Evidence for an appeal of socialism and communism

Everyone can see, in every election, evidence that socialism and communism appeal to many. If no one wanted any measure or part of socialism or communism, the Democratic Party would get zero votes today.

Instead, of course, Virginia elected “scalawag” Ralph Northam to replace “carpetbagger” Terence McAuliffe. (Or rather, the Beltway Bandits and their employees did. So did typical beneficiaries of socialism in Fairfax County and the Cities of Richmond, Petersburg, et al.) And New Jersey elected Phil Murphy, a communist in all but name. For that reason, “For Sale” signs now prevail heavily in neighborhoods that heretofore saw no buying opportunities.

Why do any Americans vote that way? What explains the appeal of socialism and communism?

Appeal of socialism: risk aversion

Most Americans who want anything less than unfettered capitalism simply lack imagination on how good capitalism can be when the government stays out of the way. Shoddy or even downright unsafe merchandise or workmanship worries them. These risk-averse people want to make sure that never happens to anyone anywhere at all.

Impossible, of course. Except for one thing: if you abolished all regulations today, tomorrow the insurance industry would invent an agency who would do the regulating for them. That agency would require people to measure up to those regulations before they accepted any particular insurance risk.

But wait! The insurance industry already has such an agency. They formed it in 1893 at the Chicago World’s Fair, and called it Underwriters’ Laboratories. UL describe their own history most eloquently here. So let’s revise that: if you abolished a body of regulations today, tomorrow UL would write their own regulations and expand into that area of regulation.

Here’s a funny thing, that I have heard directly from a contractor doing work on my new house. Nobody bribes UL or any of its inspectors. But people bribe government inspectors all the time. What does that tell you? Hmmm? Hmmm?

Private groups besides UL

Nor is UL the only private group that can take the place of government in an area other than police, military, and law courts. (In case you’re wondering, your local Volunteer Fire Brigade is an example of private, not-for-profit groups operating in another usurped area of government: emergency first response.)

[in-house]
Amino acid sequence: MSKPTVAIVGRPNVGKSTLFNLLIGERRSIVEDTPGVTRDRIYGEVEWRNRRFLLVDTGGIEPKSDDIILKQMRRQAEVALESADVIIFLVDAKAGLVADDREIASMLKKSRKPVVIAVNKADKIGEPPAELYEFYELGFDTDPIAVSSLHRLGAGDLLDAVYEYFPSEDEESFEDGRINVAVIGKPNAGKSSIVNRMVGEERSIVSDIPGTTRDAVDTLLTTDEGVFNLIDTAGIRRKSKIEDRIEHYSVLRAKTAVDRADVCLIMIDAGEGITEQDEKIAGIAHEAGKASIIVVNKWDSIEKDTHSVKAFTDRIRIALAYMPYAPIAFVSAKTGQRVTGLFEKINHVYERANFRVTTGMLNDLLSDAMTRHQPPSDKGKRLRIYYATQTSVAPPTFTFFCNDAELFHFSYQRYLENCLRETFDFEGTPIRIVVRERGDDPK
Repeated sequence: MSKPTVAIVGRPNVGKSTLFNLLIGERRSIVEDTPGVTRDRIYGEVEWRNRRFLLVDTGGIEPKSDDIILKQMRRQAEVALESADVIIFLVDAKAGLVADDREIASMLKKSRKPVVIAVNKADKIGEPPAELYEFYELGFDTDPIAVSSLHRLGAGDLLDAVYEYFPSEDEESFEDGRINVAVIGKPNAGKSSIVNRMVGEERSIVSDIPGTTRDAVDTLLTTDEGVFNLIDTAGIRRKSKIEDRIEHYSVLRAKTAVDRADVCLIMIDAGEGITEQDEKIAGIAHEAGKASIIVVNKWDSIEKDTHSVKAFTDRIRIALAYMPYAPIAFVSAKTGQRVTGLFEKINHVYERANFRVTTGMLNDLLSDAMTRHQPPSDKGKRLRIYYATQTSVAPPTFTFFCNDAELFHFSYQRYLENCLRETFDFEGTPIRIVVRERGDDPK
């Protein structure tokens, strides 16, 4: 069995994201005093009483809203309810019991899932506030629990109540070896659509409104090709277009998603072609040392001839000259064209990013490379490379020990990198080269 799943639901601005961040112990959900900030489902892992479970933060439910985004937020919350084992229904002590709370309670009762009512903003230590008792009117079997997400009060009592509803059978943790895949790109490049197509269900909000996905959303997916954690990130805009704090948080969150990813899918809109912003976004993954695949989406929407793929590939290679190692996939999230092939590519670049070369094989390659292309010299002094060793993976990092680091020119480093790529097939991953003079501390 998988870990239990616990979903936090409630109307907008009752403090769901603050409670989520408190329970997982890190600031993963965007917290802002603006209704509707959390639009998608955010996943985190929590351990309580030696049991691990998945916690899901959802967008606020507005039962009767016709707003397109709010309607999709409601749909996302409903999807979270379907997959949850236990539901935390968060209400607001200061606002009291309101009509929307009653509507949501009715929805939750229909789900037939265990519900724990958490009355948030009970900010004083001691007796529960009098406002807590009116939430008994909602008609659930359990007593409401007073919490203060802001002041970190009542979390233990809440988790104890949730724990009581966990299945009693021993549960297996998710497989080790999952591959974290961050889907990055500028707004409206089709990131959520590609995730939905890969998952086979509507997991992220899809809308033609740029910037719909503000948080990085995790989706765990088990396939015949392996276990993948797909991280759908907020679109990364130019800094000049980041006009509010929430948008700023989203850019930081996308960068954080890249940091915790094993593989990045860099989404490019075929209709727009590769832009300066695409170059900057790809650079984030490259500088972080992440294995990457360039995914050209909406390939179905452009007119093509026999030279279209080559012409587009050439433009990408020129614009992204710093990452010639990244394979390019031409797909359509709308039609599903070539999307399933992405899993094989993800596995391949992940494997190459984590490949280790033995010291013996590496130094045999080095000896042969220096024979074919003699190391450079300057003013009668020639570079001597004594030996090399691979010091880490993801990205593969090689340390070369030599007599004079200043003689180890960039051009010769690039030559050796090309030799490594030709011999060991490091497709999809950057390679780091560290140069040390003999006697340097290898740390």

Did you know that Aviation Radio, Incorporated (Arinc), that today handles cockpit-to-cockpit communications between airliners and their dispatchers, once operated the air-traffic control system? Thank Comrade Citizen Franklin Delano Roosevelt for taking that function away from Arinc!

And if you like the United States Postal Service, you are gonna love socialized medicine. Oh, wait. You do “love” socialized medicine, don’t you? How’s that working out for you?

Appeal of socialism: national pride

Now let’s turn to the people who want what people commonly mean by socialism and communism—that is, the government running things that in the United States are usually private enterprises.

Well, there’s this matter of “national pride.” A national railroad, or a national airline, becomes a symbol of pride. Transportation and communications are usually the first things to go socialistic, after medical care. Hence British Railways, British Airways, the Syndicat National de Chemins-de-fer Francais, Air France, Lufthansa, Iberia, Aer Lingus, et cetera. And Amtrak over here—though we don’t yet have AmAir. Well, compare Amtrak to any of the privately owned and run commercial airlines. How would you rather travel?

And will Amtrak displace the private automobile? Fat chance. Giving passenger service back to CSX, the IC, Norfolk Southern, et al., might give you that result. But Amtrak? I’ve ridden it. Again: fat chance. The only way that’s going to happen is if the government flat-out outlaws private automobiles and sends out a special gendarmerie or SWAT force to confiscate them all. (Hm-m-m-m. Why were UN troops training in America for urban warfare during the Obama administration? You don’t think maybe…oh, no. Of course not. Fantastic. Or is it…?)

Appeal of “true” communism

Finally let’s consider those who hear “communism” and think of that True Communism and its vision of superabundance. So great will that abundance be that all anyone need do is reach out and grab it. They can then pick it off as easily as picking fruit off a tree. That tree will then grow a new fruit as soon as someone picks off an old one.